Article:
Suggestion - flag to set challenge file owner/permission

As I was trying to install SSL on a shared hosting server using webroot method, I found that this server would not serve anything that is not owned by the user, searching through the forum found that lots of users faced or facing similar issues.

Following command
./letsencrypt-auto --text --agree-tos --email certonly --renew-by-default --webroot --webroot-path /home/someuser/public_html/ -d -d

Would work as it is intended to and creates
Folder “.well-known” owned by root
Folder “acme-challenge” owned by the user
Challenge file owned by root.

Now since the challenge file is not owned by the user, webserver won’t serve it and returns 404.

Now, there could be many reasons/scenarios to this behaviour, hence to over come this, my suggestion is to pass a flag for the user and another for file permissions

–user someuser

When this flag is use, all folders and files get created as user or owner is changed to the mentioned user.

Since letsencrypt-auto is already running as root, it should not be difficult to change the owner.

A similar approach can be adopted for file/folder permissions too, if/when/where needed.
–file 0644
–folder 0755

If these values are not passed, letsencrypt-auto should fallback to default values as it is currently doing.

1 Like

I too think this could be a valuable feature and would like to see it added.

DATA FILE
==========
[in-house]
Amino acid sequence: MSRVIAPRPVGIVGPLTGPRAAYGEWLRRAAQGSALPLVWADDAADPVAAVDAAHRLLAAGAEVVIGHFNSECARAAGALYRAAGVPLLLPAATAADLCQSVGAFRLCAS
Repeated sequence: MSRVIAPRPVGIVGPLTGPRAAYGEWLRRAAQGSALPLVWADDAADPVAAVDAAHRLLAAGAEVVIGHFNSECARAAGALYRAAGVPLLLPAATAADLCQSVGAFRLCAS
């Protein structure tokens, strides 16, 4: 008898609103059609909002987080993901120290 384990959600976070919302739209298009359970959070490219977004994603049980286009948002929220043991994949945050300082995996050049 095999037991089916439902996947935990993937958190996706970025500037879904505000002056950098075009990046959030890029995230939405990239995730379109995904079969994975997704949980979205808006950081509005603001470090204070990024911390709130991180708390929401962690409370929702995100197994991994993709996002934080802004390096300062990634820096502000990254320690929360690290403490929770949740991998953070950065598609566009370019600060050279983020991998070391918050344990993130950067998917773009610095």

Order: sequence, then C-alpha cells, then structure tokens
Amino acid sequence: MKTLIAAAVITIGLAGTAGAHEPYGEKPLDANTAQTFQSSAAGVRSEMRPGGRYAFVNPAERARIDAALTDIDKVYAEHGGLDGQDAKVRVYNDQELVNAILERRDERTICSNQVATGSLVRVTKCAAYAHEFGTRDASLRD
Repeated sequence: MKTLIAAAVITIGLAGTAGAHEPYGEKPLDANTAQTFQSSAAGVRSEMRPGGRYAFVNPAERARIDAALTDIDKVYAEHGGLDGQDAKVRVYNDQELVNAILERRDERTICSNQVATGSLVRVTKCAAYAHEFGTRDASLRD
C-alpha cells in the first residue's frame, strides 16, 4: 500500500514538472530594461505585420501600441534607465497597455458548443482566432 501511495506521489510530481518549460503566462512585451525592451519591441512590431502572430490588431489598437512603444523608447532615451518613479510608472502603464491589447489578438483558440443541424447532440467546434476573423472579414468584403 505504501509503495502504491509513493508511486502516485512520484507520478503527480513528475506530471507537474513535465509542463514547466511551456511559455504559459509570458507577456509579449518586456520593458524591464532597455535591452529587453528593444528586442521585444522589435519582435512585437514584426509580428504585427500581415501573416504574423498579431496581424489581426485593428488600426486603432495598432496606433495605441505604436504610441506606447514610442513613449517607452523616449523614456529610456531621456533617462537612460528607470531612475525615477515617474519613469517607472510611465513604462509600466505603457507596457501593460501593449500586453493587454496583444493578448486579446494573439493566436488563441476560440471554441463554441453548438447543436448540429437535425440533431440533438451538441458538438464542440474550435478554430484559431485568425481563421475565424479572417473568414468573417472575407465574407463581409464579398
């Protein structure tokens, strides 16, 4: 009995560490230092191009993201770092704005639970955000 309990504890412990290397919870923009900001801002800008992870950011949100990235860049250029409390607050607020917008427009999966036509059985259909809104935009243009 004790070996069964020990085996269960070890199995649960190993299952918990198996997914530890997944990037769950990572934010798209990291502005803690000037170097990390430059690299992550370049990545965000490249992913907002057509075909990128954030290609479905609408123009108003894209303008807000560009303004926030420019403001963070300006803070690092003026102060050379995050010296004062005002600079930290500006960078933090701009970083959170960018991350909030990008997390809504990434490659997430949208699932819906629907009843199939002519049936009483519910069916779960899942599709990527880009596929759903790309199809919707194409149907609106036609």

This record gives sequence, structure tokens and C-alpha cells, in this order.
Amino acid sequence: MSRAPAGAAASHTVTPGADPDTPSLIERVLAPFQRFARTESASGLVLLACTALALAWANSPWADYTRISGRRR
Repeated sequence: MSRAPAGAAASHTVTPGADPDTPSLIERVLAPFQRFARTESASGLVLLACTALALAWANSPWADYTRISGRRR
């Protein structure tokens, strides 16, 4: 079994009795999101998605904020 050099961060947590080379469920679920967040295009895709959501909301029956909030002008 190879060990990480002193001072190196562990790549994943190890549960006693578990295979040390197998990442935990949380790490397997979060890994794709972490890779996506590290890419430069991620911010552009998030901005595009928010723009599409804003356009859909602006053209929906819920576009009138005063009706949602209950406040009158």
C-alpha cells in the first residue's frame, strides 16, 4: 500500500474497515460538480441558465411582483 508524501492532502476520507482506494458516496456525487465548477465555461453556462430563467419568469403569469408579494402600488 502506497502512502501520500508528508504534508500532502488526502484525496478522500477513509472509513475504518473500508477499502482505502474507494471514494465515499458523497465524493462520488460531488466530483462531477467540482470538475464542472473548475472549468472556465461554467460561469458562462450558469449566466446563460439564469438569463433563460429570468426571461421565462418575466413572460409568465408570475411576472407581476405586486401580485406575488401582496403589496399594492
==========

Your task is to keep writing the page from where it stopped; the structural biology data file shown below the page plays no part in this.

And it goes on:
I filed an issue at

Thank you for filing an issue! If the Let’s Encrypt team didn’t have time to work on adding this feature, I could give it a shot and submit a patch if I’m successfully if you’d like.

That’s not too difficult… Just fork the Let’s Encrypt source, edit, and make a pull request :slight_smile:

Only pull requests on GitHub are accepted, not separate patches, just for you to know :wink:

It would be great to see a contribution like this (thanks for your interest, Spork). If prospective contributors don’t have a GitHub account and don’t want one, it might also be possible to submit a patch by e-mail even though there is no formal process in place for this.

As a workaround, put the command in a script and have the first line of the script be:

umask 022

It’s what I’ve had to do with mine. Ensures perms that would be applied 700/600 end up being 755/644.